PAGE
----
Non-competes: A Technologist's Perspective

Any and all discussion and information in this post should be taken as professional commentary and analysis for a US-based audience, not legal advice.  Nothing on this site should be taken as legal advice.  When in doubt, talk to an attorney.  When not in doubt, talk to an attorney.  Either way, do some research first and have intelligent questions for them.  It will save you time, money, and stress.

Every so often in my professional life, I get a Non-compete Agreement across my desk.  The vast majority of them are along the lines of "you can't solicit our customers, we can't solicit yours for N months/years".  A few are along the lines of "any inside information learned from us cannot be used for anything other than what we authorize".

I find both of these to be reasonable and normally sign them with little – if any – hesitancy.

Handcuffs, taken by MikeThen there's another kind of clause… the "you can't support yourself anymore!" clause.

These are just plain nasty.  They are no longer about protecting the sensitive information (procedures, customer lists, etc) of the organization, they become a bit more aggressive and go after one's livelihood.  They are more focused on limiting what a person (employee, contractor, whatever) can do than just protecting information.  This opens a pretty large window for abuse.

From a professional perspective, you should never sign any of these unless you are completely confident and comfortable living bound by these terms.  If you sign one of these with their assurance that "this is standard, we never enforce it"… you're taking a huge risk.  You're opening yourself up to a huge potential liability that they could sue you at any time, for any reason, or just because they're bored.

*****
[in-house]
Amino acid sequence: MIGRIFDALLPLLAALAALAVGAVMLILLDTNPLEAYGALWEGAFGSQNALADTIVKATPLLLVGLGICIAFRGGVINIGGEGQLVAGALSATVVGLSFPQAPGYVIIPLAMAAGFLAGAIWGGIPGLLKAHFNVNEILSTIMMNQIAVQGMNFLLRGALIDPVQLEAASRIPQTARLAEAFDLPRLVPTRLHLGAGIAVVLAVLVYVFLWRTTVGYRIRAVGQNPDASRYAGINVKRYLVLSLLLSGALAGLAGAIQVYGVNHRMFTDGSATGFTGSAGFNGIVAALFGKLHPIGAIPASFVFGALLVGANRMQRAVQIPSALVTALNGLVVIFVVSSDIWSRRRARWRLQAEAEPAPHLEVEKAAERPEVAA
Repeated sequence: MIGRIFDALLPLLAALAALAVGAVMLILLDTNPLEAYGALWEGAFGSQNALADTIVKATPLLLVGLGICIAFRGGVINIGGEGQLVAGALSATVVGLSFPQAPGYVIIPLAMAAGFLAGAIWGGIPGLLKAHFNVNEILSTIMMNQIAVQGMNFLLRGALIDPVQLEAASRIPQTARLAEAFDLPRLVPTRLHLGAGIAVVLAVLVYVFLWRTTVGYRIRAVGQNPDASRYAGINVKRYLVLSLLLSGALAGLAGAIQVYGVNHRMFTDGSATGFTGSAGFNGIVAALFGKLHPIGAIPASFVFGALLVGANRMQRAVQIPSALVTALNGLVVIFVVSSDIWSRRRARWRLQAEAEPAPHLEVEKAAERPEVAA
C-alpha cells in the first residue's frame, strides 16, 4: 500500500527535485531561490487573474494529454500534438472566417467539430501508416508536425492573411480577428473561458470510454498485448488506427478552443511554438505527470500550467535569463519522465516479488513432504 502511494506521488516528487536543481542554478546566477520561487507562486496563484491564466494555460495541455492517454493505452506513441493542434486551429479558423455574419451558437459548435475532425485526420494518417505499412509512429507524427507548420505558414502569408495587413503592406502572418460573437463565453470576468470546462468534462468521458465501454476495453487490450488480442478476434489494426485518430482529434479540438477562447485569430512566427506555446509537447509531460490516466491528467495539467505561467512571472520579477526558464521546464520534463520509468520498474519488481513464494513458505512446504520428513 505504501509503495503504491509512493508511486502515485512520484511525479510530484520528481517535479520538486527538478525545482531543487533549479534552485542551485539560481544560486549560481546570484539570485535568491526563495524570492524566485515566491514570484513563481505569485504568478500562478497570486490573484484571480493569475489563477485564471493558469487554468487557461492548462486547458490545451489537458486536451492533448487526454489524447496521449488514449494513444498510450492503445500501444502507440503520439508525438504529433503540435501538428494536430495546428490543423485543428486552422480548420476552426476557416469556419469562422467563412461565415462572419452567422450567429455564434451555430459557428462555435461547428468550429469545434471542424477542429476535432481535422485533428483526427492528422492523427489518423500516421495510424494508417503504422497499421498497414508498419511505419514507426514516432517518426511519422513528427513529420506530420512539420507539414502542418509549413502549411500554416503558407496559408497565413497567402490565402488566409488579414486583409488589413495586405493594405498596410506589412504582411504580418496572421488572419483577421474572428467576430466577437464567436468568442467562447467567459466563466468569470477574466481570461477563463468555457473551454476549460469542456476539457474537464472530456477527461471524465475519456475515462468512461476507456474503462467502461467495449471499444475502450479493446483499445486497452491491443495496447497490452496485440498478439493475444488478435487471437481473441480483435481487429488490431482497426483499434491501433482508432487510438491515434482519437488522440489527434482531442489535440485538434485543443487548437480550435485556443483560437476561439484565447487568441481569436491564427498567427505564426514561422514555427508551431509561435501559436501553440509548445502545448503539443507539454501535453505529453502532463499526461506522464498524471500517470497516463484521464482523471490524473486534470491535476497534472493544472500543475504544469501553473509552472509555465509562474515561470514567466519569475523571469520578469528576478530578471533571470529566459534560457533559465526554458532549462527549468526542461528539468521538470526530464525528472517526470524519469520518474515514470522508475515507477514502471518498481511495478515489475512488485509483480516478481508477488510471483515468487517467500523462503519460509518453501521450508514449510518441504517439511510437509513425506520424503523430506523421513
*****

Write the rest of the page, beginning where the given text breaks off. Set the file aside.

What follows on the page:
The Non-compete that was delivered to me described that I would be banned from providing any services similar to what this organization provides.  Their current offerings include: "Web Development", "Blog Design", "Search Engine Optimization", and a variety of related services that CaseySoftware has been providing since 2004 and that I personally have provided since 2000.

If you're interested in hearing a bit more on this discussion, I'll be speaking at Social Matchbox 4 on Non-Completes.  If you live in Virgina, California, or Massachusetts, the courts and legal system take a special perspective on Non-competes

Are you interested in API Design? Check out our new book "A Pragmatic Approach to API Design." In it, we cover the basics on why you might need an API, how to get started on modeling your API, and finally some design patterns and anti-patterns to be aware of. Available soon from LeanPub